Former NHL star Brett Hull has urged the Canadian government to do more to help the country’s professional ice hockey teams break their Stanley Cup drought.
Three out of the seven Canadian teams made it to the NHL play-offs this year and were aiming to end 30-years of hurt for the fiercely proud ice hockey nation.
However, Winnipeg Jets were knocked out in the first round, while Edmonton Oilers and Toronto Maple Leafs made it no further than round two.
Hull knows what it takes to win the NHL’s top prize, although he had to leave Canada and head to the United States to make it happen.
He was a member of two Stanley Cup-winning teams – Dallas Stars (1999) and Detroit Red Wings (2002) – so understands better than the most the challenges faced by Canadian franchises.
His move south of the border is a path still taken by many of Canada’s top players, who are lured to the US by more favourable employment conditions.
Excessive taxation is a big issue for Canadian sports stars, with many of them losing half of their earnings to federal, provincial and local taxes.
Hull believes the Canadian government should relax its stance on taxation in sport to give the country’s ice hockey teams a fighting chance against their US counterparts.
“They somehow have to be able to make it financially more suitable for players to come up there and play,” Hull told Betway.
“The cities, the people, are fantastic. Being a part of a Canadian team, you’re treated like gold.
“But I just think it’s hard to lure free agents and it’s hard to keep people into multi-year contracts because they just want to play theirs out and leave. That’s the biggest problem.”
While Canadian teams have previously won the Stanley Cup on 43 occasions, the country’s last success was the Montreal Canadiens in 1993.
In theory, the NHL Draft should create a level playing field in the league, but Canadian teams often find it difficult to retain their top talents.
It is a similar story in the free agency market, with the best players generally enticed by the greater earning potential of playing in the US.
Hull believes Canadian teams will find it tough to end their barren run in the Stanley Cup unless the country’s rulers do more to help them in the future.
“Looking at it from a team’s point of view, with the economy, the taxes, the weather, it’s hard to get superstar free agents to come and play for your team because of where they’re situated,” Hull added.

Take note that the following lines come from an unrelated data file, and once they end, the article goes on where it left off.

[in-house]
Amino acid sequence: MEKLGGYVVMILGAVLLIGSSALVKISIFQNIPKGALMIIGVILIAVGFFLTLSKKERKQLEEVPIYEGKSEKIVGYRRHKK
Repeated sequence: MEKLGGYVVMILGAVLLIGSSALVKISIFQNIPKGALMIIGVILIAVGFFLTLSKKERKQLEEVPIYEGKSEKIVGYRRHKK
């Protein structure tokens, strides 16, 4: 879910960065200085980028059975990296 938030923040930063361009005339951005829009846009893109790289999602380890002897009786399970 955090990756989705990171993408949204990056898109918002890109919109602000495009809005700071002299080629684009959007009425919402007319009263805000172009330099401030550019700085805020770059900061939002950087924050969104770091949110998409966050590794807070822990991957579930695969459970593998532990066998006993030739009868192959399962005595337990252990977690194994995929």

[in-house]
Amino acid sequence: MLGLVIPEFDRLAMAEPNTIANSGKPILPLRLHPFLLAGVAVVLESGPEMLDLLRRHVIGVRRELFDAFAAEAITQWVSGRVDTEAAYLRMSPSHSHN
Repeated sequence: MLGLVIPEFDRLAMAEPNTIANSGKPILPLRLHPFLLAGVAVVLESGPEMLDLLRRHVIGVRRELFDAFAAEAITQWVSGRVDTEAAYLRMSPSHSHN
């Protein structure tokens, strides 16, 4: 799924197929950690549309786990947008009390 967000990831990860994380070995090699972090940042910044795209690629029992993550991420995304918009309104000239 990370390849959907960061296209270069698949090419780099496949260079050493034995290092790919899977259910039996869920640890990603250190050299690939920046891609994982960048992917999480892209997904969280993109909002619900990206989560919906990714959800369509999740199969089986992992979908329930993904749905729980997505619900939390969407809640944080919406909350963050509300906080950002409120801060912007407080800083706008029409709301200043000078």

“It’s great to be a part of a Canadian franchise, but there’s also a lot of great teams in the United States and a lot of states that have no state tax.
“So that’s part of the problem, and that’s probably one of the reasons why it’s been such a drought.”
Given the length of time that has passed since a Canadian team has won the Stanley Cup, pressure undoubtedly factors into the equation.
Fans are desperate to see the streak snapped, which places even more weight on the shoulders of the respective coaching staff and players.
That point was highlighted by the Jets in this season’s play-offs, with the team crumbling after taking the lead in the series against the Vegas Golden Knights.
They romped to a 5-1 victory in the opening game, but lost the next four by a combined scoreline of 18-9 to exit the post-season shoot-out.
The Oilers are another perfect example of a team that repeatedly fails to handle big-game pressure despite having some of the world’s top players at their disposal.
Connor McDavid and Leon Draisaitl are among the best forwards in the league, but they are yet to deliver a Stanley Cup success to Edmonton.
The pair combined for a whopping 281 points during the regular season, sparking talk that the Oilers were finally ready to get their hands on the prestigious trophy.
They subsequently defeated the Los Angeles Kings in six games in the first round, but fell short in round two against the Golden Knights.
The Leafs have also been a repetitive tale of woe when it comes to winning titles, with their Stanley Cup drought dating all the way back to 1967.
They had gone 19 years without a series win in the play-offs, so their fans were naturally thrilled when they defeated the Tampa Bay Lightning in six games in the first round.
However, they completely choked in round two, losing in five games against the Florida Panthers – the lowest-ranked team in the play-offs.
While the Oilers and Leafs remain the best hopes of snapping Canada’s Stanley Cup losing streak, it would be a brave move to back them to achieve the feat next season.
The Jets, Canadiens, Ottawa Senators, Calgary Flames and Vancouver Canucks remain some way off challenging, which places even more burden on the other two teams.
Hull acknowledges that the pressure to deliver success does weigh heavily on the top players, but believes they should embrace the prestige of playing ice hockey in Canada.
“Playing for a Canadian team is a double-edged sword,” Hull said. “It’s the life bed of hockey, it’s the national sport, it’s everything up there apart from the Blue Jays (MLB) and the Raptors (NBA).
“Playing there is spectacular, and you become almost a household name. You look at [Auston] Matthews and [Mitch] Marner in Toronto and Draisaitl and McDavid in Edmonton.
“They’re all household names and they become very famous, but there’s also a lot of pressure on you to win for those Canadian teams.”